Wednesday, July 12, 2006

After I became more religious, I started to become involved with many Orthodox run organizations. The one question I have about orthodox organizations is why are they so disorganized? After being involved with Conservative and secular organizations become involved with orthodox ones was a complete shock. One example I would like to give is my experience with Youth Programs. When I was in High School I went on a Conservative program to Israel called USY Pilgrimage. I had a great time on this program. The staff was well informed of everything going on at all times, as well as programming always going according to schedule. I had a great time that summer as a camper and would highly recommend USY Pilgrimage to anyone who is affiliated with Conservative Judaism or would have no problem going on a Conservative program. A few years later, as a college student, I decided to staff a similar summer program which was in America. From day one this summer was a disaster. As a staff member, I was never informed of the schedule, there was no one to ask questions to and to top it off there was never enough food for the staff after all the campers took. On USY tours, during the year hotels are visited before they are booked for the summer programs to make sure they are in good locations and to make sure they are nice. On this orthodox program, the hotels were never checked beforehand, and the hotels were never near anyplace we needed to go. The most ridiculous part of this was that we zig-zagged across California instead of starting in the North and working our way south or vice versa. After this summer I compiled a letter detailing all the problems of the summer to bring to the head of this organization. Very little was done to solve these problems and as a result, I will not participate in any Orthodox run youth group because I don't want to be affiliated or responsible for what goes on. Another example I would like to give is the Orthodox Yeshiva. My wife was teaching at an Othodox Yeshiva and after the first few paychecks, there was a sign posted that the paychecks are going to be delayed. My question is why can they do this? Isn't it against halacha to withhold someone's paycheck? Before opening a Yeshiva shouldn't you be aware of the costs of running it? My wife has worked in a Conservative Shul and they never missed a paycheck. I have also worked for a Conservative Shul and never missed a paycheck. Do orthodox people not know what it means to be organized? One last example is when I bought my apartment, I used an Orthodox run Mortgage company, and the Banks lawyer showed up an hour late! I can go on and on about experiences I have has with Orthodox run groups but I am not going to do that since my intent is not to insult Orthodox people. I am just looking for an answer to why this goes on and how Rabbis allow this to go on.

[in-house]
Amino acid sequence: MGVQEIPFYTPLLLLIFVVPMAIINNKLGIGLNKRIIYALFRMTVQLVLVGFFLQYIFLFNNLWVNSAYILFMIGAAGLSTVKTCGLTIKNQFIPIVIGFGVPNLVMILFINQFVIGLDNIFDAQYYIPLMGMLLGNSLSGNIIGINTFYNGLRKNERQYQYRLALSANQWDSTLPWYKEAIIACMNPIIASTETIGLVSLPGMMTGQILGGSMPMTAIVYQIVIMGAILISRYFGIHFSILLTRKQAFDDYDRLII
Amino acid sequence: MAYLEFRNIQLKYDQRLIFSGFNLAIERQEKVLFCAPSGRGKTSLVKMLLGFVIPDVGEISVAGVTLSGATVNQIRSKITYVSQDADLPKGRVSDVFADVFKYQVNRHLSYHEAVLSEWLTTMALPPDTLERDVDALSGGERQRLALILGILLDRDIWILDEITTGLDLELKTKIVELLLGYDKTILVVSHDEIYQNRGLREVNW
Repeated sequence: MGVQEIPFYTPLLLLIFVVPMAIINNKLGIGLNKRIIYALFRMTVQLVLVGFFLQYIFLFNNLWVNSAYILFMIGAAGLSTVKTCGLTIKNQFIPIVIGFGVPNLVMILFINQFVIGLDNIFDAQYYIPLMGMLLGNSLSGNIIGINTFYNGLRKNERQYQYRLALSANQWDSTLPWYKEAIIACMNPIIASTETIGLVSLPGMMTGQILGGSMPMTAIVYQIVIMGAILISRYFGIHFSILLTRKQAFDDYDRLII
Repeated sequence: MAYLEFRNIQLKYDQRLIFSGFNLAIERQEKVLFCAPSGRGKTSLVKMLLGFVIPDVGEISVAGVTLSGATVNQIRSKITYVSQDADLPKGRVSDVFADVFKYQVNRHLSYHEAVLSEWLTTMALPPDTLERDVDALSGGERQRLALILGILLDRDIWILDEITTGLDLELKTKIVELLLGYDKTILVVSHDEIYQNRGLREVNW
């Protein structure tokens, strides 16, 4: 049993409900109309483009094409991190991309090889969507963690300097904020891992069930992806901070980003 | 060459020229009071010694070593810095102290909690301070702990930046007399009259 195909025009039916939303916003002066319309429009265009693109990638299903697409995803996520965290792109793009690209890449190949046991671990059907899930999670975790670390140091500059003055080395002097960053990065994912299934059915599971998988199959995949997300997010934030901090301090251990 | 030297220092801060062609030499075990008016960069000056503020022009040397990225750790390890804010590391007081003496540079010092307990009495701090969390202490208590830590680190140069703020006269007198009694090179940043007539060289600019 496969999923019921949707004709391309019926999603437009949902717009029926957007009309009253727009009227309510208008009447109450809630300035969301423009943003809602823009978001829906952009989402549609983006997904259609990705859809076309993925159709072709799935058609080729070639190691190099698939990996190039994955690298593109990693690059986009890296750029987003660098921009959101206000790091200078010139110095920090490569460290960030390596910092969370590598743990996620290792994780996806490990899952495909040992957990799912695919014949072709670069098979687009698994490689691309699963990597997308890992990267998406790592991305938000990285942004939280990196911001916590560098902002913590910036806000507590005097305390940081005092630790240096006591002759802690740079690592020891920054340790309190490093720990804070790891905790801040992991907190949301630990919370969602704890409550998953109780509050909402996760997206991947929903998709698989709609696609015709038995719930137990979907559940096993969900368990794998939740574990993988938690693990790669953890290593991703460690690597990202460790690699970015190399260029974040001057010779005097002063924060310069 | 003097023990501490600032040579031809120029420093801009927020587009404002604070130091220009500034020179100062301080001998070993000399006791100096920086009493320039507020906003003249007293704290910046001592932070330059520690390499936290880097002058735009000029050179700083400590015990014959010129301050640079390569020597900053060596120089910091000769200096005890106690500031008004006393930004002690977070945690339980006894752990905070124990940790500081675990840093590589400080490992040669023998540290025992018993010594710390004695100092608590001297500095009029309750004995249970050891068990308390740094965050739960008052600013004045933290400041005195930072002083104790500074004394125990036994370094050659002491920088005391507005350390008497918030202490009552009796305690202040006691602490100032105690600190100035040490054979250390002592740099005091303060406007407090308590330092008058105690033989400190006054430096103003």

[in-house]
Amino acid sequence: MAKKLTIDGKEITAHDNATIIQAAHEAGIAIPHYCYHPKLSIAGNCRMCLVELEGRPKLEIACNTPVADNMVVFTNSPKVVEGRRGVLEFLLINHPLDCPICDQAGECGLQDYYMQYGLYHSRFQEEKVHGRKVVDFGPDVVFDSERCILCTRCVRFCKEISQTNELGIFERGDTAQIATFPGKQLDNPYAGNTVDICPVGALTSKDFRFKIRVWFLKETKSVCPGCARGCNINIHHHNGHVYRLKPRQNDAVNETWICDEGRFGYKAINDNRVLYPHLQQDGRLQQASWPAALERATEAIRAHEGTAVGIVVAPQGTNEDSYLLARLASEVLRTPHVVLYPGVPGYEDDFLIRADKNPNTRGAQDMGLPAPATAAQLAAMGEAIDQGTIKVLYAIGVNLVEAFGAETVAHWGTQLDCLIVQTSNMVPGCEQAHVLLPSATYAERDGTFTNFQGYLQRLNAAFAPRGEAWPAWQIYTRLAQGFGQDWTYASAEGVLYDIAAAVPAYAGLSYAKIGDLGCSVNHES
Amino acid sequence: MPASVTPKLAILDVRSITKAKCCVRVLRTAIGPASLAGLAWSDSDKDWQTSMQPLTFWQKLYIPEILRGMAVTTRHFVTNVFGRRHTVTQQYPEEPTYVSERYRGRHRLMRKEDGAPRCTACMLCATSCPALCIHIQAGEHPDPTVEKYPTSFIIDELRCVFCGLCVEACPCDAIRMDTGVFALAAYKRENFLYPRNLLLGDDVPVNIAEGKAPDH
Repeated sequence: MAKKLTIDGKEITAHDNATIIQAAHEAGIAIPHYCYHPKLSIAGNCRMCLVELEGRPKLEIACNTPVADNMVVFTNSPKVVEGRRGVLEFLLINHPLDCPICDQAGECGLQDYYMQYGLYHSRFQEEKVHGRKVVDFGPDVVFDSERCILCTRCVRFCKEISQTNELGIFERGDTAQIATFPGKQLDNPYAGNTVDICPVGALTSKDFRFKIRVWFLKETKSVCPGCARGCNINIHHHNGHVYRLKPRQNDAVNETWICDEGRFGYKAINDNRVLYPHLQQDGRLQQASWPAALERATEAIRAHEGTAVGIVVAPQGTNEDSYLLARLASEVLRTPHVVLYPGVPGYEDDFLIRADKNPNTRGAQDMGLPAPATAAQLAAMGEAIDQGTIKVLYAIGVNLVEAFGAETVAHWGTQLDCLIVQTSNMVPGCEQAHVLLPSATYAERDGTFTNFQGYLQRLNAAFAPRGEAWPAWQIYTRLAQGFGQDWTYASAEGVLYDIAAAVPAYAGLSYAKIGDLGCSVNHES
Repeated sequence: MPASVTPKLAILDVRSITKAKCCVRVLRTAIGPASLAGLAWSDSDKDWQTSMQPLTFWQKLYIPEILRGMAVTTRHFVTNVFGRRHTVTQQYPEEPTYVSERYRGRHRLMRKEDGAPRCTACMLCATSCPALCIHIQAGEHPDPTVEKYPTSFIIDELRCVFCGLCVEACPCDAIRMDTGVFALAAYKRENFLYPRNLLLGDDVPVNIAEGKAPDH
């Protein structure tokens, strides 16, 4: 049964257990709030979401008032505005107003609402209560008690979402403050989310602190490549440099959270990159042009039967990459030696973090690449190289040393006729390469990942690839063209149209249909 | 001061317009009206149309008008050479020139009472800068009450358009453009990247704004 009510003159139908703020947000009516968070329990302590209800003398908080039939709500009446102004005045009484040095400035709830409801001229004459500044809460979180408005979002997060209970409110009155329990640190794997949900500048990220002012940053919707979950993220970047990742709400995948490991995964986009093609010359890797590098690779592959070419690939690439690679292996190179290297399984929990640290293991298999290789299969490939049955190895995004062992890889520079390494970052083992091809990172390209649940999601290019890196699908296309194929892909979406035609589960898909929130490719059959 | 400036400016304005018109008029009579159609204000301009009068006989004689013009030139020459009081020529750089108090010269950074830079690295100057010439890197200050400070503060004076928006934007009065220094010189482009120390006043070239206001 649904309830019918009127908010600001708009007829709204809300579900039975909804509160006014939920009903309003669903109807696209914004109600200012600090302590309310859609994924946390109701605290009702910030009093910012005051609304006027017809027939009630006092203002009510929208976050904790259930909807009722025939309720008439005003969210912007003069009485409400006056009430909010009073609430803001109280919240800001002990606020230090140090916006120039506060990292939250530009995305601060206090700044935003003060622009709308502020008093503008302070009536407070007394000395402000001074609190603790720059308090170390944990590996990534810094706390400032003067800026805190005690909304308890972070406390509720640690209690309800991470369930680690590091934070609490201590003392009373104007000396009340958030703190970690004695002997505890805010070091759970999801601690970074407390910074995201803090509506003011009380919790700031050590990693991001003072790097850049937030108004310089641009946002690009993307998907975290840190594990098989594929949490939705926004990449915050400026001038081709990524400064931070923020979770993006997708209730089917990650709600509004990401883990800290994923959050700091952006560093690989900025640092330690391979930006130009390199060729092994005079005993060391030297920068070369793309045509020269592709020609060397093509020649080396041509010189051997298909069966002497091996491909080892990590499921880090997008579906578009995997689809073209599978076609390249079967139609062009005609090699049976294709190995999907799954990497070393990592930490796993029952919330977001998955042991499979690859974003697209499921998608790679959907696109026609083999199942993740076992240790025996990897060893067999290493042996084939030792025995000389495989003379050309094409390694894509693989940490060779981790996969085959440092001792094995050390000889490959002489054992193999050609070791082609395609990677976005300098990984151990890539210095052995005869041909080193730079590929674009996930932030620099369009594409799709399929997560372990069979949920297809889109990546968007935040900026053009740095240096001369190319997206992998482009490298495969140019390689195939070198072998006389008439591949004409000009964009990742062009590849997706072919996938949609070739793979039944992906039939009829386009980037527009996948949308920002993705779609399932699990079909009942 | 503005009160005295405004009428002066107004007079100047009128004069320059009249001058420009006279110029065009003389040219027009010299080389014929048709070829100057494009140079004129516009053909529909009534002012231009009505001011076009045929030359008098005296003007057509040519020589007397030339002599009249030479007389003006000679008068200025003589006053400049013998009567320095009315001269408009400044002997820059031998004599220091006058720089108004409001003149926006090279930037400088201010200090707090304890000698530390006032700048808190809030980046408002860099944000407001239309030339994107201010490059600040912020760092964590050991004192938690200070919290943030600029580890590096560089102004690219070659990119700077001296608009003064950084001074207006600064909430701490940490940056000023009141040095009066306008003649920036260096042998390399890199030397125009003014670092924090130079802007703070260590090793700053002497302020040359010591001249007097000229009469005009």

Monday, July 10, 2006

When I was little, whenever I saw a male Orthodox Jew, they always had a large thing of keys attached to their belt. What were these keys for? Someone today suggested to me that maybe they are keys to a yeshiva or shul. If that is the case, why do they need to always have them attached to there belt?
This past Shabbos in shul I experienced a phenomenon that cannot be explained logically. Two people sitting next to me were talkers. I did not choose to sit next to them. These two people come to shul late and sit wherever there are seats still available. During the Torah reading, there was someone reading along with the Baal Koreh on the other side of me and apparently getting these two talkers upset so the decided to SHH him. If you are talking in shul to begin with, who decided that you can choose when people can make noise? What is one supposed to do in a situation like this?